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Joshua Judges Ruth
It's getting deafeningly obvious that "Country" is rapidly becoming a meaningless term as kd lang turns into a cosmopolitan chanteuse and now Lyle Lovett strays further from cartoon redneck roots.
Bill Graham, 23 Apr 1992
It's getting deafeningly obvious that "Country" is rapidly becoming a meaningless term as kd lang turns into a cosmopolitan chanteuse and now Lyle Lovett strays further from cartoon redneck roots. On Joshua Judges Ruth, only one track, the tremulously pretty ballad 'She's Leaving Me Because She Really Wants To', gives a leading role to the steel guitar.
Otherwise, though the album flirts with gospel and discreet rock'n'roll, the main thread in its tapestry is Lovett's love for the jazzy and urbane West Coast Grant and Percy Mayfield. As the South and Texas have become more complicated and sophisticated societies, they've found a need for their own torch singers who continually question and evade the old verities.
Without doubt, this is Lovett's most mature and considered album. Some take his characteristic detachment and control as evidence of cold-bloodedness but his best tunes have a wry tension with a sense of foreboding, frequently lurking beneath the surface. Indeed, one song actually puns on his own 'Family Reserve' and Lovett's one of the few writers who unsentimentally takes the families ties that bind ('Since The Time') all the way to the funeral, where Lovett observes, "Lord, it made me happy, seeing all those people, I ain't seen since the last time somebody died'.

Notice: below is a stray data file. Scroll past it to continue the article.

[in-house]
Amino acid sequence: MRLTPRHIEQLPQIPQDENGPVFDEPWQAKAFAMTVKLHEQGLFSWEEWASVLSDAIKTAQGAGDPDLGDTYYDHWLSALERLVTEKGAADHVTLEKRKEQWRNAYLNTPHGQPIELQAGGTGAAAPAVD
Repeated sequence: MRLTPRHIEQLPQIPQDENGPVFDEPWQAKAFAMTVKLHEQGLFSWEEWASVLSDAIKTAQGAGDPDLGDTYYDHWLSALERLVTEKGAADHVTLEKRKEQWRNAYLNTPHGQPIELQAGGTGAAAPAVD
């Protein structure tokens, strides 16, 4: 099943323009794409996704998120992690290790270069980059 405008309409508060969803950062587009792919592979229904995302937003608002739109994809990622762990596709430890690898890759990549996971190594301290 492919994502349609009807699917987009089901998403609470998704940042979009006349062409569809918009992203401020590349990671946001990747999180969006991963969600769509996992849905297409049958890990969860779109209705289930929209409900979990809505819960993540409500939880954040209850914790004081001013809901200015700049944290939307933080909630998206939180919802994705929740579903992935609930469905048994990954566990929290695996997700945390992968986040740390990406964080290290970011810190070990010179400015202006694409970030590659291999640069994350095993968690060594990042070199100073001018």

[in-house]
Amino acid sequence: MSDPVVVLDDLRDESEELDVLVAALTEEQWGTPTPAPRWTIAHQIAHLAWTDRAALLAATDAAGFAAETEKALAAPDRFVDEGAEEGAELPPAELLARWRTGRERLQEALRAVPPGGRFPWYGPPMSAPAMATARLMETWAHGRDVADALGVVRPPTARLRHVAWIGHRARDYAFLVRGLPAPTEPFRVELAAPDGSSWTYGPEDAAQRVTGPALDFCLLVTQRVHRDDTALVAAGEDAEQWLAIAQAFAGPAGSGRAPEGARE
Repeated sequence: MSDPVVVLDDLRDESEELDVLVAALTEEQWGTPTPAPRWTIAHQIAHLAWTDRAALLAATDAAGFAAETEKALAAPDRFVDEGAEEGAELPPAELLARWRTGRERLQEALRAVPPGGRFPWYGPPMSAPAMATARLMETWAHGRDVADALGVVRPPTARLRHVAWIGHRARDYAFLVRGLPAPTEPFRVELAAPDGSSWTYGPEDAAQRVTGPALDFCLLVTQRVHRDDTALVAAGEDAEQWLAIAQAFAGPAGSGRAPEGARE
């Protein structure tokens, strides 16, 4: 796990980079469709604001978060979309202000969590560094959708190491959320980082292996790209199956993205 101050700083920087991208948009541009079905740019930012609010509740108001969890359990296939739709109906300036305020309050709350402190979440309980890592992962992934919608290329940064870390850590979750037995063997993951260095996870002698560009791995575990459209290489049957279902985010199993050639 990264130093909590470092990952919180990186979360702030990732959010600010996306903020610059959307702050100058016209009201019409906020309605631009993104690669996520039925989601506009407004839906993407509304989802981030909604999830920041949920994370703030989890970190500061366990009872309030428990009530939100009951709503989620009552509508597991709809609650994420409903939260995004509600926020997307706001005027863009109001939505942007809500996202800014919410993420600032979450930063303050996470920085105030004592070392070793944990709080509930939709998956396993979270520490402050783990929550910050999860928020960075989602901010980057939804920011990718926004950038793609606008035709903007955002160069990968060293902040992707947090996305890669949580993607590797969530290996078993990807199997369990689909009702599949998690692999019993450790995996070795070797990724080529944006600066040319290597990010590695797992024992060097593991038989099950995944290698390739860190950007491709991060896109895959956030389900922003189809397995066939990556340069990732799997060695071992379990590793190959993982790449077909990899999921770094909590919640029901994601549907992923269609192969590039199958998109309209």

He's not quite Randy Newman but there's definitely an ambivalent twist to his own Texan stiff upper lip. He's also a specialist in songs about transient relationships where his reticence actually increases the pain on a gem like 'She's Already Made Up Her Mind. It's as if he knows the best songs always home in on acknowledged targets from the most oblique angles.
But again, it's what he leaves out that counts. Both 'North Dakota' and 'Baltimore' are impressionistic with a haunting enigmatic power, akin to classic folk songs. It may not be Bruce Springsteen but these days, Lyle Lovett, whose mordant vision of America is far more unpredictable and true.